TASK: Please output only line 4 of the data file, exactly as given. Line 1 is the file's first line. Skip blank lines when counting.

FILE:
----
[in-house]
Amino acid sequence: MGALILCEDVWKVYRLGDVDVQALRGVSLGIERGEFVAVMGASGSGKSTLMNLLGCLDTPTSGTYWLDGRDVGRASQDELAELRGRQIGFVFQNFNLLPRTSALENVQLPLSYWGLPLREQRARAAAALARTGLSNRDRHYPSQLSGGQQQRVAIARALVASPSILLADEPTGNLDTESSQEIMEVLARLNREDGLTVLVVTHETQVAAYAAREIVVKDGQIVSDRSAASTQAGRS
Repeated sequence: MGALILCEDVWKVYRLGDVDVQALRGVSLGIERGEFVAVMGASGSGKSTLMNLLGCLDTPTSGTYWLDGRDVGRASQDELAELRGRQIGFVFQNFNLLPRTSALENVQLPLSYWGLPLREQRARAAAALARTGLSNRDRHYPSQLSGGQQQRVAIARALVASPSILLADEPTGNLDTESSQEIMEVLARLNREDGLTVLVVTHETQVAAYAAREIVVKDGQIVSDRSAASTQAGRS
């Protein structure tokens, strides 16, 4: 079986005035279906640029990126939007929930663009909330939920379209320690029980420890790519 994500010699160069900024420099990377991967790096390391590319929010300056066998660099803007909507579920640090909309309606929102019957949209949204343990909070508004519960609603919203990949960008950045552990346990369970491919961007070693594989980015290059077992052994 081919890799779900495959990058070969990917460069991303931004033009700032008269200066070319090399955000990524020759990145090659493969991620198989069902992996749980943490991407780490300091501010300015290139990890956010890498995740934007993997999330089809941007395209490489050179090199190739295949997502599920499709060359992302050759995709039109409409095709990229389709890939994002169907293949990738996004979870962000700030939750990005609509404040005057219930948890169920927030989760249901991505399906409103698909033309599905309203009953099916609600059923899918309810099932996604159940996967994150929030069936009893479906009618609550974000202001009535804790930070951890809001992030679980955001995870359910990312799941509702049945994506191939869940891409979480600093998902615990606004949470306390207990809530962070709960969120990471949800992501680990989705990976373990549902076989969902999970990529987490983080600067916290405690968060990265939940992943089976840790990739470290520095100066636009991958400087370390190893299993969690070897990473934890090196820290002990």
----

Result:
């Protein structure tokens, strides 16, 4: 079986005035279906640029990126939007929930663009909330939920379209320690029980420890790519 994500010699160069900024420099990377991967790096390391590319929010300056066998660099803007909507579920640090909309309606929102019957949209949204343990909070508004519960609603919203990949960008950045552990346990369970491919961007070693594989980015290059077992052994 081919890799779900495959990058070969990917460069991303931004033009700032008269200066070319090399955000990524020759990145090659493969991620198989069902992996749980943490991407780490300091501010300015290139990890956010890498995740934007993997999330089809941007395209490489050179090199190739295949997502599920499709060359992302050759995709039109409409095709990229389709890939994002169907293949990738996004979870962000700030939750990005609509404040005057219930948890169920927030989760249901991505399906409103698909033309599905309203009953099916609600059923899918309810099932996604159940996967994150929030069936009893479906009618609550974000202001009535804790930070951890809001992030679980955001995870359910990312799941509702049945994506191939869940891409979480600093998902615990606004949470306390207990809530962070709960969120990471949800992501680990989705990976373990549902076989969902999970990529987490983080600067916290405690968060990265939940992943089976840790990739470290520095100066636009991958400087370390190893299993969690070897990473934890090196820290002990």